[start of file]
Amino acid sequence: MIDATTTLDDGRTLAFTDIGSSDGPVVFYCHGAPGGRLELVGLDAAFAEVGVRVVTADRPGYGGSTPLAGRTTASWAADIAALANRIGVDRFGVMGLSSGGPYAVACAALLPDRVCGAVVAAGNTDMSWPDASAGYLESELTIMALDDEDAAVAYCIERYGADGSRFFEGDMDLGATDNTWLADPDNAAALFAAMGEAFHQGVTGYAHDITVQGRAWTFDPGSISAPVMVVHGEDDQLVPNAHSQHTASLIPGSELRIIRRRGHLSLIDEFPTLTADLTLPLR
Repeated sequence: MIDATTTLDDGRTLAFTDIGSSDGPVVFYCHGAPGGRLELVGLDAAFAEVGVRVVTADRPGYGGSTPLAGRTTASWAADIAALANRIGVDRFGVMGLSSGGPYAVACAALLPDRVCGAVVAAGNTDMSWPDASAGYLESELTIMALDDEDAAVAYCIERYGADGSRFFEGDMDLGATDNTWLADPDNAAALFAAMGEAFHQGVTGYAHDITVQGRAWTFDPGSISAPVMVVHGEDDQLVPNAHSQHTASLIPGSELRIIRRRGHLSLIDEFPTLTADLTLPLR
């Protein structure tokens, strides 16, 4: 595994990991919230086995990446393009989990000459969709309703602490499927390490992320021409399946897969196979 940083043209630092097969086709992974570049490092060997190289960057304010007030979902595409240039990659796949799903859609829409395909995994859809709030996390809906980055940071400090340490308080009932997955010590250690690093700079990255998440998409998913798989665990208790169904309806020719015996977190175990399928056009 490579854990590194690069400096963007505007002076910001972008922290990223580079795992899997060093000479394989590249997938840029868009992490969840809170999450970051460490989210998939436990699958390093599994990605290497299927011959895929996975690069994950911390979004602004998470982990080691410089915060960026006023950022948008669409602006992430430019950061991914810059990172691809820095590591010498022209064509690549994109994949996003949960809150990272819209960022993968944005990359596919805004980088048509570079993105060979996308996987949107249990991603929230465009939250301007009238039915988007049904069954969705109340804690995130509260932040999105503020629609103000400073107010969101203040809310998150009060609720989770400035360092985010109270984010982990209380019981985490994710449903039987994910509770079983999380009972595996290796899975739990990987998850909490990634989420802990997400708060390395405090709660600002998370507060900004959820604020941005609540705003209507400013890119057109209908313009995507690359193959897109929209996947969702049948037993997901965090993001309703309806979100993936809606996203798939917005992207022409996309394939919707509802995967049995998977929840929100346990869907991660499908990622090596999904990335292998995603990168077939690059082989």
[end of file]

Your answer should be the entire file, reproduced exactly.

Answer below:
Amino acid sequence: MIDATTTLDDGRTLAFTDIGSSDGPVVFYCHGAPGGRLELVGLDAAFAEVGVRVVTADRPGYGGSTPLAGRTTASWAADIAALANRIGVDRFGVMGLSSGGPYAVACAALLPDRVCGAVVAAGNTDMSWPDASAGYLESELTIMALDDEDAAVAYCIERYGADGSRFFEGDMDLGATDNTWLADPDNAAALFAAMGEAFHQGVTGYAHDITVQGRAWTFDPGSISAPVMVVHGEDDQLVPNAHSQHTASLIPGSELRIIRRRGHLSLIDEFPTLTADLTLPLR
Repeated sequence: MIDATTTLDDGRTLAFTDIGSSDGPVVFYCHGAPGGRLELVGLDAAFAEVGVRVVTADRPGYGGSTPLAGRTTASWAADIAALANRIGVDRFGVMGLSSGGPYAVACAALLPDRVCGAVVAAGNTDMSWPDASAGYLESELTIMALDDEDAAVAYCIERYGADGSRFFEGDMDLGATDNTWLADPDNAAALFAAMGEAFHQGVTGYAHDITVQGRAWTFDPGSISAPVMVVHGEDDQLVPNAHSQHTASLIPGSELRIIRRRGHLSLIDEFPTLTADLTLPLR
């Protein structure tokens, strides 16, 4: 595994990991919230086995990446393009989990000459969709309703602490499927390490992320021409399946897969196979 940083043209630092097969086709992974570049490092060997190289960057304010007030979902595409240039990659796949799903859609829409395909995994859809709030996390809906980055940071400090340490308080009932997955010590250690690093700079990255998440998409998913798989665990208790169904309806020719015996977190175990399928056009 490579854990590194690069400096963007505007002076910001972008922290990223580079795992899997060093000479394989590249997938840029868009992490969840809170999450970051460490989210998939436990699958390093599994990605290497299927011959895929996975690069994950911390979004602004998470982990080691410089915060960026006023950022948008669409602006992430430019950061991914810059990172691809820095590591010498022209064509690549994109994949996003949960809150990272819209960022993968944005990359596919805004980088048509570079993105060979996308996987949107249990991603929230465009939250301007009238039915988007049904069954969705109340804690995130509260932040999105503020629609103000400073107010969101203040809310998150009060609720989770400035360092985010109270984010982990209380019981985490994710449903039987994910509770079983999380009972595996290796899975739990990987998850909490990634989420802990997400708060390395405090709660600002998370507060900004959820604020941005609540705003209507400013890119057109209908313009995507690359193959897109929209996947969702049948037993997901965090993001309703309806979100993936809606996203798939917005992207022409996309394939919707509802995967049995998977929840929100346990869907991660499908990622090596999904990335292998995603990168077939690059082989």